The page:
When I first heard about the MST DC1 – a new RC rock crawler from MST with a 1/10 scale Land Rover Discovery body – I instantly joined the wait-list! I already like the CFX models and the CFX-WS is something new. For once, it wasn’t a Jeep and it wasn’t some retro, American-bodied SUV or pickup truck. Rather, the good old Land Rover Disco would be available in 1/10 scale. Shut up and take my money!

That was in July 2021. The model was released in October 2021 and I got my Australian hands on it in early November.


MST DC1 Unboxing

In the box is the clear, polycarbonate MST DC1 body, ready for paint. There are some weird, cut foams (more on them later) and all the normal stuff you’d expect in a kit. The sticker sheet was pretty comprehensive, as was the body window mask sheet – including sections for all glass and lights. This is good to see.

Going further, there was also a bunch of extra plastic body trim parts trees, which form the very detailed – but not licenced – Land Rover Defender scale body. It was good to see pre-painted, polycarbonate wheel wells, too – all models should have these in 2021!

MST DC1 Box 1
MST DC1 Box Contents
MST DC1 Box Contents

MST DC1 Manual

I began the build the same way I start most models – by reading through the manual. I’ve built MST components before (axle sets for comp crawlers), but never an MST model. My prior experience with their manuals was positive and the MST DC1 proved no different.

Instructions were clear, albeit printed in monochrome (I think the Traxxas TRX-4 Sport manual may be the gold-standard, with photo-quality diagrams on every page!). Also welcome is the 1:1 part references for relevant bits and pieces on each page, as you go. The pages are Landscape-oriented. This allows you to have the book open, notebook-style, as you progress with the build.

I was pleased to find tools included with the kit, but I didn’t use them – mostly. I did find the socket wrench of a high enough quality that I’ve added it to my field kit. It’s really nice.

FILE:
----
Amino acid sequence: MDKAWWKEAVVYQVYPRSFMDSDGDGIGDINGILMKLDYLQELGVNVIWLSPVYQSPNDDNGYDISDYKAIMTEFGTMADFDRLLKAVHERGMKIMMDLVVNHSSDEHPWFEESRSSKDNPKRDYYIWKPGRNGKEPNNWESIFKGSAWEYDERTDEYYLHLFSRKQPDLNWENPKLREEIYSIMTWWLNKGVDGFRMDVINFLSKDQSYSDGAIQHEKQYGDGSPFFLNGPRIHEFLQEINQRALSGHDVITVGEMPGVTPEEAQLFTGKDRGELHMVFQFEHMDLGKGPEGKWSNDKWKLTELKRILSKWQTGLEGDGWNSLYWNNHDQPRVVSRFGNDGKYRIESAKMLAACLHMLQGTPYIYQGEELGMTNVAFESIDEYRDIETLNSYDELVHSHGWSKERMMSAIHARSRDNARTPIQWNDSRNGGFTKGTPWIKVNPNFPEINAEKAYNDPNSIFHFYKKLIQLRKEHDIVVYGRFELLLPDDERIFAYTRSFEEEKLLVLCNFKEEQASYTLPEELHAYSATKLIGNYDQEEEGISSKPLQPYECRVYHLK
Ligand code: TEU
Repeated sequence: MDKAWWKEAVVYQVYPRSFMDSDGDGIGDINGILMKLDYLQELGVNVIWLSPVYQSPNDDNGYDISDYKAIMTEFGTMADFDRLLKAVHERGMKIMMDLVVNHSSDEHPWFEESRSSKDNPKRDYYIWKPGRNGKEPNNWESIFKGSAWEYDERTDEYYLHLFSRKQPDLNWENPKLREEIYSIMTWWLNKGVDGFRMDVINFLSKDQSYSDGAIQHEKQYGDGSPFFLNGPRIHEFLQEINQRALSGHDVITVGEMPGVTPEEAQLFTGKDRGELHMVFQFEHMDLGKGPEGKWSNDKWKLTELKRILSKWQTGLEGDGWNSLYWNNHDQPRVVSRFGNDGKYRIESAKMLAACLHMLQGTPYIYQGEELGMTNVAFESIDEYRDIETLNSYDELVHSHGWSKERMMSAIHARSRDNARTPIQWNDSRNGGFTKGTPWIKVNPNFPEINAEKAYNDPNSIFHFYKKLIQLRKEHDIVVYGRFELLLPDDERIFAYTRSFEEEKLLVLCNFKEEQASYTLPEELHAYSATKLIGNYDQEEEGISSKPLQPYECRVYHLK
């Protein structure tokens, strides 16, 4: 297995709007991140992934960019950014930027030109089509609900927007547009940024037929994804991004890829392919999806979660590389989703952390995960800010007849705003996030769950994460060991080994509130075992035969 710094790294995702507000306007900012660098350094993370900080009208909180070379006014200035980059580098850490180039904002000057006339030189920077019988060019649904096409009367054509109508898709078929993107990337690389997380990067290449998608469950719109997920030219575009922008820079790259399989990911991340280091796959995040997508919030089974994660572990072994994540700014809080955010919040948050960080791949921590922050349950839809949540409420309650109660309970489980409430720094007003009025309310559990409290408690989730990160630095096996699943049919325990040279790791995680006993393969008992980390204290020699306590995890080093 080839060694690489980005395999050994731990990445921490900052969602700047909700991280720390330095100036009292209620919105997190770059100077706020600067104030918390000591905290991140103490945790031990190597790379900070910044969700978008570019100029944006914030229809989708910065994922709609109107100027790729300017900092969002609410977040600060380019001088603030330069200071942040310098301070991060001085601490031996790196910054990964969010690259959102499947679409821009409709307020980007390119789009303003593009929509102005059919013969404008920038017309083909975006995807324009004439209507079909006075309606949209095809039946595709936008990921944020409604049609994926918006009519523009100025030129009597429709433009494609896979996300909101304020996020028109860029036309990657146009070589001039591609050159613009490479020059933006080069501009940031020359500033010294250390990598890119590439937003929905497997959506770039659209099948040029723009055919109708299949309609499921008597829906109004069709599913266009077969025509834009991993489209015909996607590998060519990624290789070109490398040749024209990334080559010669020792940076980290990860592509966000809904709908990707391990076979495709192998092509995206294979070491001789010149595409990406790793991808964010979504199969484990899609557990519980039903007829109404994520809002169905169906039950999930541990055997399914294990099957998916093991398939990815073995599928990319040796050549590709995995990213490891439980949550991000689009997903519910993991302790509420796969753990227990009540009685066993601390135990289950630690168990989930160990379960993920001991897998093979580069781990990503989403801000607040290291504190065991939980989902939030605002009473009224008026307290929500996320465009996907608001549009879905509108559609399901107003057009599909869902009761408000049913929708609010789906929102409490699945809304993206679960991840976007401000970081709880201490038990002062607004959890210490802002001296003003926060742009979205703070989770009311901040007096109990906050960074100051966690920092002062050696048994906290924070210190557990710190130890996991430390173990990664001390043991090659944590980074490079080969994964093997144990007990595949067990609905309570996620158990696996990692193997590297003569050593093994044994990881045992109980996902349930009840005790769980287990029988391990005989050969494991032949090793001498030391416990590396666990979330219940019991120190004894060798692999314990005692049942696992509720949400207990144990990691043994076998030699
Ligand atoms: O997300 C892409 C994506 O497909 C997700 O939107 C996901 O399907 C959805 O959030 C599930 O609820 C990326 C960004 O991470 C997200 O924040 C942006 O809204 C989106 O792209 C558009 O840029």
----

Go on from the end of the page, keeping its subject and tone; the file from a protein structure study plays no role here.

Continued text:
Manual & Tools
Clear Illustrations

MST DC1 Gearbox & Transfer Case

First in the build was the power-plant. The gears are of a high quality and all grease and bearings make for a snug fit. I was disappointed to see the bearings weren’t sealed, so while I replaced mine with sealed units I had on-hand, if you’re building this with the stock bearings, keep this model away from dust and water!

Everything went together nicely and the thoughtful design of the gear carriers and transfer case is clear. This will be a durable and long-lived unit – as long as you replace those bearings or keep the model away from, well, the outdoors. I did mention I was disappointed to see unshielded bearings, didn’t I? Make this your first stop if you’re considering driving this thing on anything other than dry, clean rock!

The slipper clutch is solid and as long as you don’t overpower this model with pretty much anything brushless, everything should hold together well. I went with a 16-turn, 5-pole 540 motor. This motor will have the torque of a 35 to 40 turn 3-pole but be buttery-smooth at low revs and lower on punch, which is what this model really needs for longevity.

Drivetrain parts
Motor & Gearbox
Transfer Case

MST DC1 Chassis & Skid

The chassis and skid plate assembly came next. The rails are the standard, C-channel, steel pieces that are typical of 1/10 RC rock crawlers. The skid plate is a fibre-infused, injection-molded plastic piece that should be durable and smooth for those belly-scrapes – which will be common, with these little tires!

The gearbox and transfer case went on without any issue and the whole thing was reasonably rigid. There’s a little flex in the frame but it’s pretty firm, overall. Spoiler: this won’t make any difference to the performance of this scale model, as this is more of a looker than a driver. More on that later!

Chassis & Skid Parts
Assembled Chassis

MST DC1 Links

The links are a mixed-bag, as far as quality is concerned. It’s good that they’re 4mm stainless steel shafts. It’s good that the rod ends are of a durable, delrin-feeling (or at least, ABS) plastic that should last. However, the ball ends are plastic. These will wear out before other components if you plan on driving this thing more than occasionally.